This is a weird thing to say, but: I couldn’t wait until “Geothermal Escapism” was done with the chair fights and orbs and The Warriors tribes and bubbles. Not that I didn’t enjoy all that, but it was a stall, a brilliant one, put in place by Abed to keep Troy from leaving him for as long as possible. It was a game of “you hang up first, no, you hang up first” but with lava, and it gave Tim Saccardo, who wrote the episode, an excuse to do whatever he wanted, so long as the genuine emotion never got lost in the high concept. And it worked beautifully, especially the end.
Abed was miserable before he met Troy. Well, maybe “miserable” isn’t the right word. He was lost, at least, unable to find someone, anyone, who he could relate to. Then Troy come along, and the two become best friends, and, with no due respect to Chang and Shirley, Jeff and Annie, Jeff and Britta (did you hear she lived in New York?), and Jeff and Michelle, the show’s best couple. Abed can’t comprehend a world without Troy in it, so he makes everyone else see what he does: an apocalyptic wasteland where touching the ground means instant death. While the rest of Greendale plays along for the chance to win a $50,000 comic book, Britta, who is no longer the worst, sees the gimmick for what it really is: sadness, anger, confusion, all channeled through the, shall we say, “unique” mind of Abed. Britta eventually gets caught up in the game, too, but she never loses focus: she has to help her friend.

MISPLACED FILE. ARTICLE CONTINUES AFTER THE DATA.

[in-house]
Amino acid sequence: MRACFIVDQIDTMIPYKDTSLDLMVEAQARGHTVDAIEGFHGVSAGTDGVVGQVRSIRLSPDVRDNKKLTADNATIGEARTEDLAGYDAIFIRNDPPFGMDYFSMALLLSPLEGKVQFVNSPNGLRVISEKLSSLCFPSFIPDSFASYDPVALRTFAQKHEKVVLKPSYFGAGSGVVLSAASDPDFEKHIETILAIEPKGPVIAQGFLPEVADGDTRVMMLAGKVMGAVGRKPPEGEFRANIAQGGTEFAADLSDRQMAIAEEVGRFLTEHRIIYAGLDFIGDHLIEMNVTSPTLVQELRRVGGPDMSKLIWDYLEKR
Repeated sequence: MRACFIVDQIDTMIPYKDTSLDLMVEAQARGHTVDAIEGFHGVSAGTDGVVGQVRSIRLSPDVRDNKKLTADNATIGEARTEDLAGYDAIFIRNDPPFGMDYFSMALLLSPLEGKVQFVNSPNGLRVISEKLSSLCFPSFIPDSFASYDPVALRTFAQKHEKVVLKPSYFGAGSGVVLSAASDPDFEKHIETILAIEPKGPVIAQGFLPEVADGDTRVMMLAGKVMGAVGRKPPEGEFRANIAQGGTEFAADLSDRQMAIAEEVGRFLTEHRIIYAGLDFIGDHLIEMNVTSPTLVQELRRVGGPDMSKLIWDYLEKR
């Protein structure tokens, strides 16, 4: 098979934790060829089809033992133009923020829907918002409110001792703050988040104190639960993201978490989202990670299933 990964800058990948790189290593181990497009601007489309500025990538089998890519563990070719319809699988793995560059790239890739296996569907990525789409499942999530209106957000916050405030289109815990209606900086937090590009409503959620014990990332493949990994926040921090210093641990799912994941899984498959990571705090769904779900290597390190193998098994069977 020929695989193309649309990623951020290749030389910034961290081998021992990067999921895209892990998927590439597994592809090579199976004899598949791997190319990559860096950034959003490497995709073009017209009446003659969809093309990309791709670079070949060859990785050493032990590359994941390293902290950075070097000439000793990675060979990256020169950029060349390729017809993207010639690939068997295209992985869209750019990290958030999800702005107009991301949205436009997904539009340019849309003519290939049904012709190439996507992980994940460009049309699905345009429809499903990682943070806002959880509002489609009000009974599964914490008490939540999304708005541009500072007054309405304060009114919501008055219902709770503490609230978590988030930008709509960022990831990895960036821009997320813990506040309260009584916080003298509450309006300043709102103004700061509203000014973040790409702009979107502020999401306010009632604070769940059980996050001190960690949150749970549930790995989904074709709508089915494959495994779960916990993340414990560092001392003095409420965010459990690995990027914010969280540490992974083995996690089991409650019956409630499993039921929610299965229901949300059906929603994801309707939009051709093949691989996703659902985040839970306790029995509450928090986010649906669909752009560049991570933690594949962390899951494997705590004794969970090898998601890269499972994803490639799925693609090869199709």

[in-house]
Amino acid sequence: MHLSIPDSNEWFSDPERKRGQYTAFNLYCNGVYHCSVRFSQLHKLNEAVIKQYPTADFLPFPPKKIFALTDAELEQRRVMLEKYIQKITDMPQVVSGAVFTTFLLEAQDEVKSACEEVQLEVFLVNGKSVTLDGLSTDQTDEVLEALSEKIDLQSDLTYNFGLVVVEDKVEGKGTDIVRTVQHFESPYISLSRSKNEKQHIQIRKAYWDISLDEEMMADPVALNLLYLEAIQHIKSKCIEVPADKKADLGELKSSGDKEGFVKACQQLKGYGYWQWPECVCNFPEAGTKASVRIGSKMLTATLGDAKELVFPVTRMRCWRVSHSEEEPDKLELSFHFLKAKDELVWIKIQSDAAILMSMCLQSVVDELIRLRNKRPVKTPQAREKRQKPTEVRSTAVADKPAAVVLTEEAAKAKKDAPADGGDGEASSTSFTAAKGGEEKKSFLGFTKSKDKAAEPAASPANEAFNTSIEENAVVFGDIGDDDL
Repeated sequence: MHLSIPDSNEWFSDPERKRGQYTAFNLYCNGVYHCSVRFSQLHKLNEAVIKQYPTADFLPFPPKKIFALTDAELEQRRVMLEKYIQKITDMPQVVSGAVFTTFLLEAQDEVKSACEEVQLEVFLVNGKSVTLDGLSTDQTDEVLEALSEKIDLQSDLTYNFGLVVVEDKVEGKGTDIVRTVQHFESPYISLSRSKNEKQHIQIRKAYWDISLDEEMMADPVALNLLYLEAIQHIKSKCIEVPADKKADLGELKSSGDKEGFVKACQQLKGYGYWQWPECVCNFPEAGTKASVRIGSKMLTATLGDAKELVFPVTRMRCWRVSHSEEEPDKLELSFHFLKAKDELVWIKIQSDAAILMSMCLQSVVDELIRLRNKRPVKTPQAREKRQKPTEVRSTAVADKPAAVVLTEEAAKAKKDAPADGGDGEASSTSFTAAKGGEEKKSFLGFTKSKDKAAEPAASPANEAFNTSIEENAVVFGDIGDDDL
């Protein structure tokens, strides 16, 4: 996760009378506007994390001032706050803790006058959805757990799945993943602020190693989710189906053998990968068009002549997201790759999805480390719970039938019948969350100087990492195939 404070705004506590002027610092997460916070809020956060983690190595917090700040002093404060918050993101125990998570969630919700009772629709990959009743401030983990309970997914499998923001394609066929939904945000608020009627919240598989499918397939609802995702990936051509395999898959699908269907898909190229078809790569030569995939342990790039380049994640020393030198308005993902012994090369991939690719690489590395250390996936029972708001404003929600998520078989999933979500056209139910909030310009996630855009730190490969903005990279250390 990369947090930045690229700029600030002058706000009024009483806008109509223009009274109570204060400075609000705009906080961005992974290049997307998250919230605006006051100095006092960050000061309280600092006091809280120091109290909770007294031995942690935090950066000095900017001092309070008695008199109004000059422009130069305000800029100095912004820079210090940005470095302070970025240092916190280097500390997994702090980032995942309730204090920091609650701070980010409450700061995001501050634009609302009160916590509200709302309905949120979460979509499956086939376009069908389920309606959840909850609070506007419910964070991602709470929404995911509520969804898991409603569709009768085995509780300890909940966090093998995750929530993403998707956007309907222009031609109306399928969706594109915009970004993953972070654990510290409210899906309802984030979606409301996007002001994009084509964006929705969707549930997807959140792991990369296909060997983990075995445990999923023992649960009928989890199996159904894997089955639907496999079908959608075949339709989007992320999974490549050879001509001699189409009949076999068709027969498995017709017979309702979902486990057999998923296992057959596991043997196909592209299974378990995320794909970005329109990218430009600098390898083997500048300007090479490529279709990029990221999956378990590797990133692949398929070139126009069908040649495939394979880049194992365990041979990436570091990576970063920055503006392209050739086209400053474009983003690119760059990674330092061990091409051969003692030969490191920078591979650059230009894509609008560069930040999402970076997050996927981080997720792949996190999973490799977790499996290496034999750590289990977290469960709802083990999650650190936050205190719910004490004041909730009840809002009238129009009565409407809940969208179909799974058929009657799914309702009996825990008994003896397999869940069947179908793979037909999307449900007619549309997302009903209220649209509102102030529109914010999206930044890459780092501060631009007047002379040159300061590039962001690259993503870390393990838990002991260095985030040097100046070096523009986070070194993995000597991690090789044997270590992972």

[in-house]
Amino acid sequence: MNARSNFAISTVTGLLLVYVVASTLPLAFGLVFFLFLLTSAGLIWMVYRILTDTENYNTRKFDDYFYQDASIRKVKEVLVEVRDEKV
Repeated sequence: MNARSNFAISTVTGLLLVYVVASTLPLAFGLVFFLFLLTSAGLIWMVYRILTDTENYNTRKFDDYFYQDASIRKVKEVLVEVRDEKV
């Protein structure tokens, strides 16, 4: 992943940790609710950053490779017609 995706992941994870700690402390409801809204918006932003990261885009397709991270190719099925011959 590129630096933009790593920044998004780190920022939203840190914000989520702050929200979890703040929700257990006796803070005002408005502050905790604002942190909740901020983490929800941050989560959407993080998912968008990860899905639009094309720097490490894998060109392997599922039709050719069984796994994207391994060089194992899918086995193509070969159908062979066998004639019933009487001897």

That’s why I was looking forward to the episode of the end, and why I’m so happy they nailed it. The only way Community can get away with gimmick episodes, like paintball then and LAVA WORLD now, is if they have a purpose. Sure, it’s fun to slide on chairs and hit people with plungers, but it needs to happen for a reason, and in “Geothermal Escapism,” that reason was Abed and Troy’s shared vision of the future without the other in it. They knew it had to happen, though, and as Troy went around saying farewell, telling Britta that he loves her and how much respects Jeff’s coolness and Shirley’s badass mom attitude, Troy saves Abed’s hug for last.
Or should I say, “Troy” hugs “Abed”? They’ve cloned themselves (with a bit of carrier pigeon in there, too, so “Troy” can find his way home), because that’s the only way they can process what’s happening. That’s true of the entire episode: it’s using what Abed and Troy have seen in comforting TV shows and movies, including Alien³, to make sense of the terrifying real world. That’s something everyone can relate to. The lava is just an added bonus.
Bon troyage, Butt Soup.